Generation Z Kids Who Live Near Parks Are More Active

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Generation Z Kids Who Live Near Parks Are More Active
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The more parks and recreation areas near their homes, the more likely Generation Z children will be physically active, says a Canadian study examining exercise and park locations. When parks were located near their homes, boys were more likely to engage in outdoor leisure activities, while girls were more likely to walk to school. For every additional park located within a half mile of their homes, the likelihood of walking to school more than doubled among girls, and boys were more likely to participate in leisure walking by an additional 60 percent.

Even after controlling for factors like household income and the average educational level of the neighborhood residents, both of which are indicators of area conditions, the researchers found that the results remained significant.

The study, which focused on kids that were at a high risk for obesity, was conducted by members of TEAM PRODIGY, an inter-university research team including Université de Montréal, Concordia University, Université Laval, McGill University and INRS-Institut Armand Frappier.

The connection between walkable communities and physical activity is significant, say researchers. “There was a strong association between walking and the number of nearby public open recreational spaces, including neighborhood parks, playgrounds and sports fields,” said Tracie A. Barnett, Ph.D., lead author of the study, in a public statement.

“We were able to relate the proximity and number of parks to how often children aged 8 to 10 years walked. This is important because active transportation is a promising public health strategy for increasing overall physical activity, and for helping to curb the obesity epidemic,” Barnett explained. “We know that walking to school has been decreasing steadily for the past 30 years; concurrent increases in overweight and obesity suggest that these two phenomena may be linked.”

Is the obesity crisis as profound in Canada as it is in the United States, often cited as the fattest country in the world? “Obesity is just as much of a problem in Canada as it is in the USA,” Canada-based certified trainers Uche and Kary Odiatu says. “Our numbers aren’t as quite as high overall.”

“Obesity in children and adolescents has tripled in the past 20 or so years,” Barnett said publicly. “Although obesity has many causes, this relatively sudden and steep increase suggests that the drivers of the obesity epidemic are largely environmental rather than biological or genetic in nature.”

Barnett added that in recent decades the use of labor-saving devices and increased use of motorized transportation, as well as the amount of time children have been spending indoors, have all contributed to rising obesity rates. “We know that spending time outdoors is an important determinant of activity,” she noted.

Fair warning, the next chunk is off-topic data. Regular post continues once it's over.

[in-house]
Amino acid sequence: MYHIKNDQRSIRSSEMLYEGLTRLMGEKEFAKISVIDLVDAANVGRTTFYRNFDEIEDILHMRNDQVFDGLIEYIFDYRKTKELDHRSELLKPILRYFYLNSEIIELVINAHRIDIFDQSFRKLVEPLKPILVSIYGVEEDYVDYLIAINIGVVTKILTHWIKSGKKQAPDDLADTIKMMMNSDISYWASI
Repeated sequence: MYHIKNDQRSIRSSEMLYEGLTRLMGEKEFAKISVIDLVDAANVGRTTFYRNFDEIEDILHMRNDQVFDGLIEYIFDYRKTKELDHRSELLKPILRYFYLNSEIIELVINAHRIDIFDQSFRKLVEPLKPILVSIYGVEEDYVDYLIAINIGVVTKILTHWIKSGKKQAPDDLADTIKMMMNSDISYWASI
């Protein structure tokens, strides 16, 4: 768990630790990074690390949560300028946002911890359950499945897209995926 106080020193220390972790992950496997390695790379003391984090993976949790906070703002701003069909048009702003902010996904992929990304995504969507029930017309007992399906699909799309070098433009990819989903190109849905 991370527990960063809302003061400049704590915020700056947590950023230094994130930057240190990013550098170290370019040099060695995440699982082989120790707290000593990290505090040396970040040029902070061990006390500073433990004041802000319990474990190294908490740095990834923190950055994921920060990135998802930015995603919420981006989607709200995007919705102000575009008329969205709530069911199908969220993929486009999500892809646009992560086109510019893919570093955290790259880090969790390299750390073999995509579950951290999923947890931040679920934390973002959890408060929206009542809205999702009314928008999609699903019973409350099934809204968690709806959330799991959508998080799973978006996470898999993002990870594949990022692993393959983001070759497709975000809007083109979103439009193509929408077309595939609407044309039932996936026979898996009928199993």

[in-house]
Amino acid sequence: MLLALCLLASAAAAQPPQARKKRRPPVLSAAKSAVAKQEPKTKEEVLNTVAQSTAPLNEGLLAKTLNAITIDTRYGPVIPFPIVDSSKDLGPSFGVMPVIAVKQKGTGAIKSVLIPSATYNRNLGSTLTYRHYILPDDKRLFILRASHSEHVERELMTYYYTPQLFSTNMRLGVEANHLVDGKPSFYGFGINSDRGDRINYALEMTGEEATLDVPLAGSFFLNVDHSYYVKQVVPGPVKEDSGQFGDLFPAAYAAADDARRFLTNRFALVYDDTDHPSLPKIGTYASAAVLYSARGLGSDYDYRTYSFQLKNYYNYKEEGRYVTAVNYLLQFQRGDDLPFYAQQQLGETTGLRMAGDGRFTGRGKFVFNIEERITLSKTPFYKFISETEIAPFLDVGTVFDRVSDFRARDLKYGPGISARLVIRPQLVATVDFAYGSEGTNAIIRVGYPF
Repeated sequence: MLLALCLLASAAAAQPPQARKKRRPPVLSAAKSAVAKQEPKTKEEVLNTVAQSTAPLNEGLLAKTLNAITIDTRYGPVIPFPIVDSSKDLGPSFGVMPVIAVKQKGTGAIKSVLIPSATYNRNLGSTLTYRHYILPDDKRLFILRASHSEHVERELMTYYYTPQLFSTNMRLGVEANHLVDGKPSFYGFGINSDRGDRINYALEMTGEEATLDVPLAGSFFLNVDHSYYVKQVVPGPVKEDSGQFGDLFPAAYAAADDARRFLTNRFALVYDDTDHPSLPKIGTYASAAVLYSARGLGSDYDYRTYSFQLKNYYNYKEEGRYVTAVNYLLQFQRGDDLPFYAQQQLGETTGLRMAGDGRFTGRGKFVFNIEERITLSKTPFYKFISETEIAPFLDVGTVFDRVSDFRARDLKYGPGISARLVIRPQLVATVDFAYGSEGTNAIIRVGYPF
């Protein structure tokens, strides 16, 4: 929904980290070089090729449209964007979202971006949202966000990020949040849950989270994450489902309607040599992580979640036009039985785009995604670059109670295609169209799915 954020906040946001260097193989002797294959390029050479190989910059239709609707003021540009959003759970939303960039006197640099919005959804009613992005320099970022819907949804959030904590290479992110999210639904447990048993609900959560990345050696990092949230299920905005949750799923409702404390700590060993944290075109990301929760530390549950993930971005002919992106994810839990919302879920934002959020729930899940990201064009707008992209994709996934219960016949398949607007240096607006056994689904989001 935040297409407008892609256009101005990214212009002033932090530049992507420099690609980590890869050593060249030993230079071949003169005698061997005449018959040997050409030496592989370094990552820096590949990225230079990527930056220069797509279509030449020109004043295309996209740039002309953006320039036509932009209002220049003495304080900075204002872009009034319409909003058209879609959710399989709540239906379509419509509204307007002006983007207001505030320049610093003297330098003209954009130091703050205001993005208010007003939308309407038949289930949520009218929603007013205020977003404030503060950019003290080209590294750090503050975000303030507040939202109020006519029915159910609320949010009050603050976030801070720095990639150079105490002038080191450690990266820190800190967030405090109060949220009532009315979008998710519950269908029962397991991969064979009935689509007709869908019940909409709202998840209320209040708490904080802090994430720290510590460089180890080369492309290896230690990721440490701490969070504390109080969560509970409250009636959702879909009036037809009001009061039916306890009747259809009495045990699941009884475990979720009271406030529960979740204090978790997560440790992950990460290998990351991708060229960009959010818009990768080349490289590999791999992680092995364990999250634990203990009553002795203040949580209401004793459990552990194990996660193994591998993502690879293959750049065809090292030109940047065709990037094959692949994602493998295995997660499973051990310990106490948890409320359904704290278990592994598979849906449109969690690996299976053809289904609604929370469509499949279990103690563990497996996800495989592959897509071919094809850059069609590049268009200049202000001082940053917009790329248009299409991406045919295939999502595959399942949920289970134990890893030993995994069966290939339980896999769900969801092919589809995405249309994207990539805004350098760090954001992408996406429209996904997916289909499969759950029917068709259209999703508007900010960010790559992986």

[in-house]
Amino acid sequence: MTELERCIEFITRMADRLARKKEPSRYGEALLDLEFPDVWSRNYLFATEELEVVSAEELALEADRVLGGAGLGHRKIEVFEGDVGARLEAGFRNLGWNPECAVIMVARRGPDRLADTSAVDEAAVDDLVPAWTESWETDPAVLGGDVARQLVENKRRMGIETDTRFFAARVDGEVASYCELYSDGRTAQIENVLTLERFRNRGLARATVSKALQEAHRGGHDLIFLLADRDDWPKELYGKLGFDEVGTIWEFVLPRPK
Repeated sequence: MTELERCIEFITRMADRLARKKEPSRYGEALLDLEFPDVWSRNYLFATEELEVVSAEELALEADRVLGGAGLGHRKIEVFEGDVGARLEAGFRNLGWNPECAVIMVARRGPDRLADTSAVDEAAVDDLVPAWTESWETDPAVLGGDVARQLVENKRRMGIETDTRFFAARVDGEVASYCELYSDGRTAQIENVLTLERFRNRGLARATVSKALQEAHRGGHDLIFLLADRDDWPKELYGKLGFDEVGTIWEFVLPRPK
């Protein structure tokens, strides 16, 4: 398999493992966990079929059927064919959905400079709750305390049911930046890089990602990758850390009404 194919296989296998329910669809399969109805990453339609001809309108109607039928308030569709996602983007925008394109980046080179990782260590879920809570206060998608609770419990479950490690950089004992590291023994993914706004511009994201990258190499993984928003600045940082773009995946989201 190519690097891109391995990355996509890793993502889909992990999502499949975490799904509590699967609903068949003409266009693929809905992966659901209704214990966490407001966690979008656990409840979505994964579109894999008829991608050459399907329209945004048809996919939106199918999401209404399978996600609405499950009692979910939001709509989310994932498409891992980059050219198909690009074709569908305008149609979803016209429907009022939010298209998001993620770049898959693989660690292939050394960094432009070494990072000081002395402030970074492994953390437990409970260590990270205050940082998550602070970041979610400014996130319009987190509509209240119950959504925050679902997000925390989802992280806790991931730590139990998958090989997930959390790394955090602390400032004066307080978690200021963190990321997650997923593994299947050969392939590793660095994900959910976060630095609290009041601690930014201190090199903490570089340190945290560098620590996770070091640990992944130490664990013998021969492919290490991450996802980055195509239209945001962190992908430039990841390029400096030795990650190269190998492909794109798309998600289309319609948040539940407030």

The children had been deemed at a high-risk for future obesity because they had at least one parent who was clinically obese, and were part of a program called the Quebec Adipose and Lifestyle Investigation in Youth (QUALITY) study in which researchers are following over 600 children and both biological parents to study the natural history of excess weight and cardiometabolic risk in children. The results of this study are based on the first 300 families enrolled in the program.

The Odiatus, co-authors of The Miracle of Health, are pleased that this research is being conducted. “Any articles that expose new ways to get help moving toward solutions are welcome in our eye,” they add. “So many pieces talk about the problem and who to blame.”

They are pleased that the research focuses on practical solutions to the obesity crisis. “Good business practices in the corporate world have meetings that focus only ten percent of the meeting on the problem and 90 percent of the time on the solution,” they add.

Barnett maintains that urban planning should increase opportunity for physical activity and prioritize safety. “In future urban improvements, consideration must be given to parks, outdoor recreational areas and walking or cycling infrastructure in order to increase active living,” Barnett said. “Equally important is that the parks and recreational areas are well maintained and are safe.”

Having safe parks closer to home would hopefully quiet parents’ concerns about potential dangers, the Odiatus contend. “Having more parks closer to home is a good solution to parents who say, ‘I would rather have a fat kid than a dead kid.’”

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